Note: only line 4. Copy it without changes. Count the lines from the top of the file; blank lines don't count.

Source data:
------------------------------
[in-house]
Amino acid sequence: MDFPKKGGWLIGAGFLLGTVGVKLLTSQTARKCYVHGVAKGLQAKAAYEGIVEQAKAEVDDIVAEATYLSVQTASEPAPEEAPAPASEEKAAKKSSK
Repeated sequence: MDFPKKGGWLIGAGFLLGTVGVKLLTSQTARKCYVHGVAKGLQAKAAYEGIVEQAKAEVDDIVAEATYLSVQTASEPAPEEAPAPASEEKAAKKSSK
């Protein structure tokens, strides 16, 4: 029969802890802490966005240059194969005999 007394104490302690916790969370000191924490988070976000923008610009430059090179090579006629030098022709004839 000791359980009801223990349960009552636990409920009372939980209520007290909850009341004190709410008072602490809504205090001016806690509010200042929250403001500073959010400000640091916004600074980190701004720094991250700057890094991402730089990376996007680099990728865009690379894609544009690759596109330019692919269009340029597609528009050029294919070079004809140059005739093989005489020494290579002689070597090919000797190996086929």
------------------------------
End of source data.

């Protein structure tokens, strides 16, 4: 029969802890802490966005240059194969005999 007394104490302690916790969370000191924490988070976000923008610009430059090179090579006629030098022709004839 000791359980009801223990349960009552636990409920009372939980209520007290909850009341004190709410008072602490809504205090001016806690509010200042929250403001500073959010400000640091916004600074980190701004720094991250700057890094991402730089990376996007680099990728865009690379894609544009690759596109330019692919269009340029597609528009050029294919070079004809140059005739093989005489020494290579002689070597090919000797190996086929």